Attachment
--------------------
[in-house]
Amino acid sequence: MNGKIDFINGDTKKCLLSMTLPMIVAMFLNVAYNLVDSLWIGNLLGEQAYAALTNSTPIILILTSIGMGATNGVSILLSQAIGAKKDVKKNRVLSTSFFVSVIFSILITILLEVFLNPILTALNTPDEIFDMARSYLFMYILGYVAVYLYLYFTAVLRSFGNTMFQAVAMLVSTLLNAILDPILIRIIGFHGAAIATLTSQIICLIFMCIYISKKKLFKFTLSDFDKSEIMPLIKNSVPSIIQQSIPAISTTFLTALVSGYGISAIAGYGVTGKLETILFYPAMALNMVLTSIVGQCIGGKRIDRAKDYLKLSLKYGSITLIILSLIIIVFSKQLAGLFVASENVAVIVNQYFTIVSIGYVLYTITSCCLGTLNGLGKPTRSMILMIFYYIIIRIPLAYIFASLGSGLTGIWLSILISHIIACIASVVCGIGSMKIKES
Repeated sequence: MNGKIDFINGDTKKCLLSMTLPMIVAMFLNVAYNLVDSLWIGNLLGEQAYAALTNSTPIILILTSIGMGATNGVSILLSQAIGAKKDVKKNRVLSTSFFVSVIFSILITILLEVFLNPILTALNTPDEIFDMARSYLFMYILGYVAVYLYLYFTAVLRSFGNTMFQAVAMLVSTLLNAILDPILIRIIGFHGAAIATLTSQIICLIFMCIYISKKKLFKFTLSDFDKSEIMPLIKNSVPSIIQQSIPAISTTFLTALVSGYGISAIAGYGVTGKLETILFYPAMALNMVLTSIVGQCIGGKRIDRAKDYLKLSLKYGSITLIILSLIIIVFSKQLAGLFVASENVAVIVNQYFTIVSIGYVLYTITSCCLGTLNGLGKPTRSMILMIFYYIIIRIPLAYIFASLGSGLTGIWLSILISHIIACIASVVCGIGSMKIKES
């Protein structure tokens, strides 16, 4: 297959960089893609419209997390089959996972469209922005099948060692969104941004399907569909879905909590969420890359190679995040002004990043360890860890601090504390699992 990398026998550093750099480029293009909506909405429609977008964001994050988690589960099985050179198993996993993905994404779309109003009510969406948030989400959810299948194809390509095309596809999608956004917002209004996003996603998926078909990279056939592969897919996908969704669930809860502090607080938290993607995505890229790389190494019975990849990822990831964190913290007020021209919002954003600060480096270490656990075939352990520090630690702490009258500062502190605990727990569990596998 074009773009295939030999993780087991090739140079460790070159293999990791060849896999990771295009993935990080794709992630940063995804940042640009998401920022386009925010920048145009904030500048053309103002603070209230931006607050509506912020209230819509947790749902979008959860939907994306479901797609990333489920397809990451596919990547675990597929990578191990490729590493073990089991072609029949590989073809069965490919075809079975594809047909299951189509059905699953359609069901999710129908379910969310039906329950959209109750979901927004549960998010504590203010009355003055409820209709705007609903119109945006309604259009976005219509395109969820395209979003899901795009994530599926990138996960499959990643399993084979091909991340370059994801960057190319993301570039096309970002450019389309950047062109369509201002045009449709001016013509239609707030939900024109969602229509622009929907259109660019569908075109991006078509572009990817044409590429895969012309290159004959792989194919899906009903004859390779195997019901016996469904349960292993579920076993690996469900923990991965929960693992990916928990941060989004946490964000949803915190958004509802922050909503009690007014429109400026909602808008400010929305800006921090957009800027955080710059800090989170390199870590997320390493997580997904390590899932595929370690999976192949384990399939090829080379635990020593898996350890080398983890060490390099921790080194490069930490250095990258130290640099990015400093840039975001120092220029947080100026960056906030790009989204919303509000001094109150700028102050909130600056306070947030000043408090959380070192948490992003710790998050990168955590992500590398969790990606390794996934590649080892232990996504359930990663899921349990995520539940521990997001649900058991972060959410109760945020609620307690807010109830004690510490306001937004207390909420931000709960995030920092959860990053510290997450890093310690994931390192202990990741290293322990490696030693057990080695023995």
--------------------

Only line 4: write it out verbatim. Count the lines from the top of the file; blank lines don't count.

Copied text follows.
């Protein structure tokens, strides 16, 4: 297959960089893609419209997390089959996972469209922005099948060692969104941004399907569909879905909590969420890359190679995040002004990043360890860890601090504390699992 990398026998550093750099480029293009909506909405429609977008964001994050988690589960099985050179198993996993993905994404779309109003009510969406948030989400959810299948194809390509095309596809999608956004917002209004996003996603998926078909990279056939592969897919996908969704669930809860502090607080938290993607995505890229790389190494019975990849990822990831964190913290007020021209919002954003600060480096270490656990075939352990520090630690702490009258500062502190605990727990569990596998 074009773009295939030999993780087991090739140079460790070159293999990791060849896999990771295009993935990080794709992630940063995804940042640009998401920022386009925010920048145009904030500048053309103002603070209230931006607050509506912020209230819509947790749902979008959860939907994306479901797609990333489920397809990451596919990547675990597929990578191990490729590493073990089991072609029949590989073809069965490919075809079975594809047909299951189509059905699953359609069901999710129908379910969310039906329950959209109750979901927004549960998010504590203010009355003055409820209709705007609903119109945006309604259009976005219509395109969820395209979003899901795009994530599926990138996960499959990643399993084979091909991340370059994801960057190319993301570039096309970002450019389309950047062109369509201002045009449709001016013509239609707030939900024109969602229509622009929907259109660019569908075109991006078509572009990817044409590429895969012309290159004959792989194919899906009903004859390779195997019901016996469904349960292993579920076993690996469900923990991965929960693992990916928990941060989004946490964000949803915190958004509802922050909503009690007014429109400026909602808008400010929305800006921090957009800027955080710059800090989170390199870590997320390493997580997904390590899932595929370690999976192949384990399939090829080379635990020593898996350890080398983890060490390099921790080194490069930490250095990258130290640099990015400093840039975001120092220029947080100026960056906030790009989204919303509000001094109150700028102050909130600056306070947030000043408090959380070192948490992003710790998050990168955590992500590398969790990606390794996934590649080892232990996504359930990663899921349990995520539940521990997001649900058991972060959410109760945020609620307690807010109830004690510490306001937004207390909420931000709960995030920092959860990053510290997450890093310690994931390192202990990741290293322990490696030693057990080695023995």